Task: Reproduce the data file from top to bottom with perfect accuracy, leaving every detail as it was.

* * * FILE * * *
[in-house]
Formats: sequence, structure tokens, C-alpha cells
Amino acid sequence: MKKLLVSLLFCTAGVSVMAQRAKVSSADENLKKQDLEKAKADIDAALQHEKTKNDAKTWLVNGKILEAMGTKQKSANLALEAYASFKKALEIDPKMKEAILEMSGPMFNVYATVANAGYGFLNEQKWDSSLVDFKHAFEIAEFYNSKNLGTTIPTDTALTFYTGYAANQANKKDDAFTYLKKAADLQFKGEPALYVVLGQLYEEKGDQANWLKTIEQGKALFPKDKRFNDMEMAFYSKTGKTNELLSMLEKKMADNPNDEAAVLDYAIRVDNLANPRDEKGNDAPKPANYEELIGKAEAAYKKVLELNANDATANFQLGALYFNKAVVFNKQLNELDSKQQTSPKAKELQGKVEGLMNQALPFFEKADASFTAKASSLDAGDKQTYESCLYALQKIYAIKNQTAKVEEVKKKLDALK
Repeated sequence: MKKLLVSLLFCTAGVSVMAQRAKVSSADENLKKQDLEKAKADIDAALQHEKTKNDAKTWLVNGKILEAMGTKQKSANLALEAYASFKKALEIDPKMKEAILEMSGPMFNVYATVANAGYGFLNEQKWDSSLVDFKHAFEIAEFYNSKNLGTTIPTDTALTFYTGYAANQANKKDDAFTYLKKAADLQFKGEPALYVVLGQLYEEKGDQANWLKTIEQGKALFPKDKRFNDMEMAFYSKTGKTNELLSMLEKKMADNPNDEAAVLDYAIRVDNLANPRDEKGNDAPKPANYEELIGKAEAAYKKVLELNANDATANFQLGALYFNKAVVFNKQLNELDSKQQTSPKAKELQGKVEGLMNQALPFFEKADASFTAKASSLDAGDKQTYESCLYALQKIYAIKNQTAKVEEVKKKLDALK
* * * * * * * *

[in-house]
Formats: sequence, structure tokens, C-alpha cells
Amino acid sequence: MKKLLVSLLFCTAGVSVMAQRAKVSSADENLKKQDLEKAKADIDAALQHEKTKNDAKTWLVNGKILEAMGTKQKSANLALEAYASFKKALEIDPKMKEAILEMSGPMFNVYATVANAGYGFLNEQKWDSSLVDFKHAFEIAEFYNSKNLGTTIPTDTALTFYTGYAANQANKKDDAFTYLKKAADLQFKGEPALYVVLGQLYEEKGDQANWLKTIEQGKALFPKDKRFNDMEMAFYSKTGKTNELLSMLEKKMADNPNDEAAVLDYAIRVDNLANPRDEKGNDAPKPANYEELIGKAEAAYKKVLELNANDATANFQLGALYFNKAVVFNKQLNELDSKQQTSPKAKELQGKVEGLMNQALPFFEKADASFTAKASSLDAGDKQTYESCLYALQKIYAIKNQTAKVEEVKKKLDALK
Repeated sequence: MKKLLVSLLFCTAGVSVMAQRAKVSSADENLKKQDLEKAKADIDAALQHEKTKNDAKTWLVNGKILEAMGTKQKSANLALEAYASFKKALEIDPKMKEAILEMSGPMFNVYATVANAGYGFLNEQKWDSSLVDFKHAFEIAEFYNSKNLGTTIPTDTALTFYTGYAANQANKKDDAFTYLKKAADLQFKGEPALYVVLGQLYEEKGDQANWLKTIEQGKALFPKDKRFNDMEMAFYSKTGKTNELLSMLEKKMADNPNDEAAVLDYAIRVDNLANPRDEKGNDAPKPANYEELIGKAEAAYKKVLELNANDATANFQLGALYFNKAVVFNKQLNELDSKQQTSPKAKELQGKVEGLMNQALPFFEKADASFTAKASSLDAGDKQTYESCLYALQKIYAIKNQTAKVEEVKKKLDALK